(654f) Propane Oxidative Dehydrogenation Catalyzed By Iodine, Bromine, and Halide Salts

Authors: 
Upham, D. C. - Presenter, Stanford University
Gordon, M., University of California
Metiu, H., University of California - Santa Barbara
McFarland, E. W., University of California, Santa Barbara
Kristoffersen, H., Technical University of Denmark
Snodgrass, Z., University of California Santa Barbara
Propane oxidative dehydrogenation suffers from non-selective carbon oxide formation that results from the direct oxidation of propane, propene, and propyl intermediates. Halogens are also used as soft oxidants for propane dehydrogenation, and are regenerated catalytically using halide salts and oxygen. The choice of halogen requires a trade-off between rates of breaking the C-H bond and regenerating the halide to its halogen. For example, chlorine reacts rapidly with propane in the gas-phase, however hydrogen chloride is slow to convert back to chlorine and requires a catalyst in a separate reactor. Iodine has the opposite trend, and bromine is in between. The two approaches presented here circumvent this trade-off. Specifically, (1) halide salts are used as chemical looping catalysts1 to regenerate hydrogen halides in-situ­ and (2) combinations of iodine and bromine are used to break the C-H bond with bromine while other steps in the gas-phase radical reactions occur with iodine. The yields to propylene are among the highest reported in the literature.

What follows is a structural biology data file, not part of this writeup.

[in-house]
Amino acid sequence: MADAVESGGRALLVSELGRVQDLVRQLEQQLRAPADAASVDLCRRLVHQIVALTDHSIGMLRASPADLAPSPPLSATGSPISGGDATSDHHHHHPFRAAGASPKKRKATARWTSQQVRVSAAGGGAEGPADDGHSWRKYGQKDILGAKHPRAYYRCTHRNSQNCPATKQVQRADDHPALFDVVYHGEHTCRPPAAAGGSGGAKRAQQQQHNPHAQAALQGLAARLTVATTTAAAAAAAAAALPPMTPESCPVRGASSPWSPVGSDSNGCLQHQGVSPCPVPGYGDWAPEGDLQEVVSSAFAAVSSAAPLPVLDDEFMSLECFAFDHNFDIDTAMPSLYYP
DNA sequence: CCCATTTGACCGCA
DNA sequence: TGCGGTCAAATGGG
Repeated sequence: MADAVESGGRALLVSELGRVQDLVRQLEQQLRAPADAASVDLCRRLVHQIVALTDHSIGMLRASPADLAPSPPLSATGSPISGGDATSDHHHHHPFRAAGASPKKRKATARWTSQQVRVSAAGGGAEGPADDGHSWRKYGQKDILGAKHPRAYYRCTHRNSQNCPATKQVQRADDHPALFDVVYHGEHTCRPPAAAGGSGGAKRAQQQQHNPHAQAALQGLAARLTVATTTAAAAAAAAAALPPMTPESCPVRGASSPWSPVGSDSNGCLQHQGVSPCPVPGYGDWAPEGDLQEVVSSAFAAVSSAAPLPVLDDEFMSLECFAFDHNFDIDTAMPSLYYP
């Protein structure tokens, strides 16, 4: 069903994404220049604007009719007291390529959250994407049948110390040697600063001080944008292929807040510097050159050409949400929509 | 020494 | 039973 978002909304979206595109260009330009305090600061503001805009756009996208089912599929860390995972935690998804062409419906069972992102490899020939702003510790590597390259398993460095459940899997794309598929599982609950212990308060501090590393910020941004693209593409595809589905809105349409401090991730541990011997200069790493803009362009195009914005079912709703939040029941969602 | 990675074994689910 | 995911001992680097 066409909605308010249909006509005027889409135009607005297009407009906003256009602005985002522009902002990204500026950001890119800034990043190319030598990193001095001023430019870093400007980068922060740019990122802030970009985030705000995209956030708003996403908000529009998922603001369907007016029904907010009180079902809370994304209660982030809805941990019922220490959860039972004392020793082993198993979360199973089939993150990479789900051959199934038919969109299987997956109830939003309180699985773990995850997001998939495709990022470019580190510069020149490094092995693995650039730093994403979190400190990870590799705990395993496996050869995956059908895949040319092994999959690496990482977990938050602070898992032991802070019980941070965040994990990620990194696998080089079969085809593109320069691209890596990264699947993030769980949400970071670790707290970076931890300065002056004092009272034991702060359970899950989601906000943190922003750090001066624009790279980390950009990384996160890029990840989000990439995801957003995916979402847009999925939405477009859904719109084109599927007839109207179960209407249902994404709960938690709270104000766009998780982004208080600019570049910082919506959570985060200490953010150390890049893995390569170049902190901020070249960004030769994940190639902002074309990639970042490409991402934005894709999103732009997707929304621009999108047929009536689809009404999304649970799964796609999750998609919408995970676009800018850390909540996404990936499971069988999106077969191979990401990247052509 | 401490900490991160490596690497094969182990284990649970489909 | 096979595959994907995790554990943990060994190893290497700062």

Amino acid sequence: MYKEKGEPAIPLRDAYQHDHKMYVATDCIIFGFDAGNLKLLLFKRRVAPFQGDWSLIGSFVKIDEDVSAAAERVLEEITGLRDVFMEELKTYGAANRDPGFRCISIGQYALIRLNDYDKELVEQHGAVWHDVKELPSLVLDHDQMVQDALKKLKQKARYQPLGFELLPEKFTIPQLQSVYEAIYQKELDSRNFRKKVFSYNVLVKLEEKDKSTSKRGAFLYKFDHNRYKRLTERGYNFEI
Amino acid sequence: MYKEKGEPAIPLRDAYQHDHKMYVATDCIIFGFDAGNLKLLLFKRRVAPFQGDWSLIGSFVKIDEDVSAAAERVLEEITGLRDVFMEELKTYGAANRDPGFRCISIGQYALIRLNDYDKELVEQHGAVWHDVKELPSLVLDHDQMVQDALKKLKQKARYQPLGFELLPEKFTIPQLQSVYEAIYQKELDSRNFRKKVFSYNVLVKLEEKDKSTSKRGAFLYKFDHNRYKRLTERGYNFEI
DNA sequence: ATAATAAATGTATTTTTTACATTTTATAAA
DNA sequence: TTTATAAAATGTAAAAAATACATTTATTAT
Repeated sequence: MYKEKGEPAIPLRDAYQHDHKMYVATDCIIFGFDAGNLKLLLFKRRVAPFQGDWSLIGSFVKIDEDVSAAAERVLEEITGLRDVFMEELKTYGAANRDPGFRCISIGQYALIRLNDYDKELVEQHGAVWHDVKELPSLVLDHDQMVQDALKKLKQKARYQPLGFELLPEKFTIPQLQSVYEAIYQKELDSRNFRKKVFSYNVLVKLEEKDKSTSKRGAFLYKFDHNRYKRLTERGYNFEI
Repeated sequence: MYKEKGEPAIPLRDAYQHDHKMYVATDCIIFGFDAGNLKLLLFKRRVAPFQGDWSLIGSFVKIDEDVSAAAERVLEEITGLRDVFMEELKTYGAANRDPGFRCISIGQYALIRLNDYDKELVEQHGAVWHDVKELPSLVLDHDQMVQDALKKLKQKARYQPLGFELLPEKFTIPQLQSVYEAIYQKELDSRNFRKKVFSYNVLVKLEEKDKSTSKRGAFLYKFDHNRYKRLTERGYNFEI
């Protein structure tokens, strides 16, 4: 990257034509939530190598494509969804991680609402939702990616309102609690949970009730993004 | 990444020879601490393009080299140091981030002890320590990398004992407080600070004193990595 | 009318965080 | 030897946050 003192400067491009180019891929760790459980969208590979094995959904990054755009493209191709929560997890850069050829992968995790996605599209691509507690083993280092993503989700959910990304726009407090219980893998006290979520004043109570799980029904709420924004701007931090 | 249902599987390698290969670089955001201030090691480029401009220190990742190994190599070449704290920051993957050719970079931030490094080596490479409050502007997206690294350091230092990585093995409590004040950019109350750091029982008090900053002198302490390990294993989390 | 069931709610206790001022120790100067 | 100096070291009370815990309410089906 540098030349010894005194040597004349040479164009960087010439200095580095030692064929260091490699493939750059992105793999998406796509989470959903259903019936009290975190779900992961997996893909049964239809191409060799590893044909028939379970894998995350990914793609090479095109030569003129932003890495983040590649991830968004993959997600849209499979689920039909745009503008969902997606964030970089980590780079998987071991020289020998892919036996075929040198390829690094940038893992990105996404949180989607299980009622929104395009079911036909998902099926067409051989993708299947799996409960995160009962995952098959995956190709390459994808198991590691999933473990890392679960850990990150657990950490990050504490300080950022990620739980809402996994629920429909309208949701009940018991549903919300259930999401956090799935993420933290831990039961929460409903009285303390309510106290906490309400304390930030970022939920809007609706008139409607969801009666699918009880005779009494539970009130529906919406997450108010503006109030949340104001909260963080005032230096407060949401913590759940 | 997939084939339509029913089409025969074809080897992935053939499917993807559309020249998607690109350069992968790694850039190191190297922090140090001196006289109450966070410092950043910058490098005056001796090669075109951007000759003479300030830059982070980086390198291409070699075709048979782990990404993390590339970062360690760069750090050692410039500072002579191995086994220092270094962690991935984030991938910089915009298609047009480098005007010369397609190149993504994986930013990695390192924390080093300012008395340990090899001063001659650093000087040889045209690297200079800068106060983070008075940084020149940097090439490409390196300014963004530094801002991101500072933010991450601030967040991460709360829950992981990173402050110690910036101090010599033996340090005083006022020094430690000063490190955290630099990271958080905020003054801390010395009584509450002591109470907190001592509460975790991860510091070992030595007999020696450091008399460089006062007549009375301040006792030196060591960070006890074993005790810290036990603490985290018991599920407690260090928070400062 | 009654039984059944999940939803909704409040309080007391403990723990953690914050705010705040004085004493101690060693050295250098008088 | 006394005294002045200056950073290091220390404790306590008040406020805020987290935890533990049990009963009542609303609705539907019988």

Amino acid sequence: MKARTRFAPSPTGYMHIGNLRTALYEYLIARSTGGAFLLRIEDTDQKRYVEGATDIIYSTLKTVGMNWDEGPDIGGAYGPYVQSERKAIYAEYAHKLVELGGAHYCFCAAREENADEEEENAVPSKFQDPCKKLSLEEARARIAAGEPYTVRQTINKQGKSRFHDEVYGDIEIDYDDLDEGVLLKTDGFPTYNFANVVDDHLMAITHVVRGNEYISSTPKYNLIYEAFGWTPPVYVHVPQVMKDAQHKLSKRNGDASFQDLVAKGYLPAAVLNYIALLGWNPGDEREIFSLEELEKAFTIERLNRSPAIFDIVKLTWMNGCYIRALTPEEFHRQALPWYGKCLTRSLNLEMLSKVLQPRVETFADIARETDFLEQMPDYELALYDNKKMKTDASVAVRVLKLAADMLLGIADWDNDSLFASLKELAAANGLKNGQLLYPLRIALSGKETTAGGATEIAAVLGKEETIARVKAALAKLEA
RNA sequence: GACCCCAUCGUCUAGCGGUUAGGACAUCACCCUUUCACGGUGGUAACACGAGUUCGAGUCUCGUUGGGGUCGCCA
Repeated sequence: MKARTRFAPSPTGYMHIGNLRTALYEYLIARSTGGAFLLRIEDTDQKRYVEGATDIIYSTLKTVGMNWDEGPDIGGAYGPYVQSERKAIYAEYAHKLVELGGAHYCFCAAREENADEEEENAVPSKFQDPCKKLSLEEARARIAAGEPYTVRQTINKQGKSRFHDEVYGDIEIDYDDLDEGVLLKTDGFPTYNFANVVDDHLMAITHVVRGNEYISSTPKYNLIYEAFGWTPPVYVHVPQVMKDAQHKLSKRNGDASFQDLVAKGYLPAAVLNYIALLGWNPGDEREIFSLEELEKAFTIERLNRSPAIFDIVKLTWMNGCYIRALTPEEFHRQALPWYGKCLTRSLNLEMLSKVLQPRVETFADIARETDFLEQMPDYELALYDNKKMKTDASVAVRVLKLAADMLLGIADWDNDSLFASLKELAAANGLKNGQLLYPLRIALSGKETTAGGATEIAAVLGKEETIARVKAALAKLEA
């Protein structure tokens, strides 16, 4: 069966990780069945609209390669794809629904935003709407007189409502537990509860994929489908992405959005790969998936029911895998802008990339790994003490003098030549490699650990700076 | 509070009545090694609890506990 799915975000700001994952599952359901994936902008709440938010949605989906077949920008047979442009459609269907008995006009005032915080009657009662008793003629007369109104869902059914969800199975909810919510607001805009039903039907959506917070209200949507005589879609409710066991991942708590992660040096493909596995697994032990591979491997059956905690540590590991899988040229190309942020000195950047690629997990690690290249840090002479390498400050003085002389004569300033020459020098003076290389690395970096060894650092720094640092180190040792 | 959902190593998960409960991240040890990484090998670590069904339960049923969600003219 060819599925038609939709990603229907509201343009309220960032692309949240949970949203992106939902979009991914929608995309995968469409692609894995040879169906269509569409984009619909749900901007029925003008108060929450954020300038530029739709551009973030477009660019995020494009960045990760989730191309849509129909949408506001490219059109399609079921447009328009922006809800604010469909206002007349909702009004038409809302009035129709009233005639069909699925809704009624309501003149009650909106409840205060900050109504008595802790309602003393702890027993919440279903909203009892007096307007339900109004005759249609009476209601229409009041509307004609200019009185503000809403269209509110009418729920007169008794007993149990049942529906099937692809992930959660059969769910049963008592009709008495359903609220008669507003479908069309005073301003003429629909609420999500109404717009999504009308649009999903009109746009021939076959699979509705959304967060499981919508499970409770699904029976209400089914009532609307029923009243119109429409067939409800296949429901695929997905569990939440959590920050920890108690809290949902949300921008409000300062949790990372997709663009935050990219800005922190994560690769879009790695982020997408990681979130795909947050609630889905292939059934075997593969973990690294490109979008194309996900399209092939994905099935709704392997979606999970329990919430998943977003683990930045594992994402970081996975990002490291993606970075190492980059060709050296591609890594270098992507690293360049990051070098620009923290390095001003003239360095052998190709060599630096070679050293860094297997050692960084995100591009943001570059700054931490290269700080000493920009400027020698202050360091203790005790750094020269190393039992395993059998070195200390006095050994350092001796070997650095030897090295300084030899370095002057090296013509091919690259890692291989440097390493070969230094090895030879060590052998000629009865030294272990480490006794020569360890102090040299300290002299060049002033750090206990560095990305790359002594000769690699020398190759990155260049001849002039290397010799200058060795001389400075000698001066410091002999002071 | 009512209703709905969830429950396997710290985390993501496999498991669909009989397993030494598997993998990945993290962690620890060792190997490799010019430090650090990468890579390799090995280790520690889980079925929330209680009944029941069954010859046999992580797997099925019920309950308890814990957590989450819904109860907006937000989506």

When combinations of iodine and bromine were studied at low temperatures (350 °C), bromine radicals abstract H and break the C-H bond in propane to form propyl radicals that subsequently react with I2, Br2, or IBr to form propyl halides, which in turn, are easy to separate from alkanes and derivatize. At higher temperatures (500 °C), both iodine and bromine activate the C-H bond in propane and methane, forming propyl halides which subsequently undergo dehydrohalogenation to form propylene. Iodine-bromine mixtures significantly increased propane halogenation and dehydrohalogenation rates, compared to iodine alone. The mechanism in the gas-phase was modeled using a microkinetic model to interpret the experimental results. Mixtures of lithium iodide, lithium bromide, and lithium hydroxide were also investigated as catalysts and chemical looping agents for propane oxidative dehydrogenation with gaseous iodine and bromine as intermediates.

1 Upham, D. C., Gordon, M. J., Metiu, H. & McFarland, E. W. Halogen-Mediated Oxidative Dehydrogenation of Propane Using Iodine or Molten Lithium Iodide. Catalysis Letters 146, 744-754, doi:10.1007/s10562-016-1701-1 (2016).

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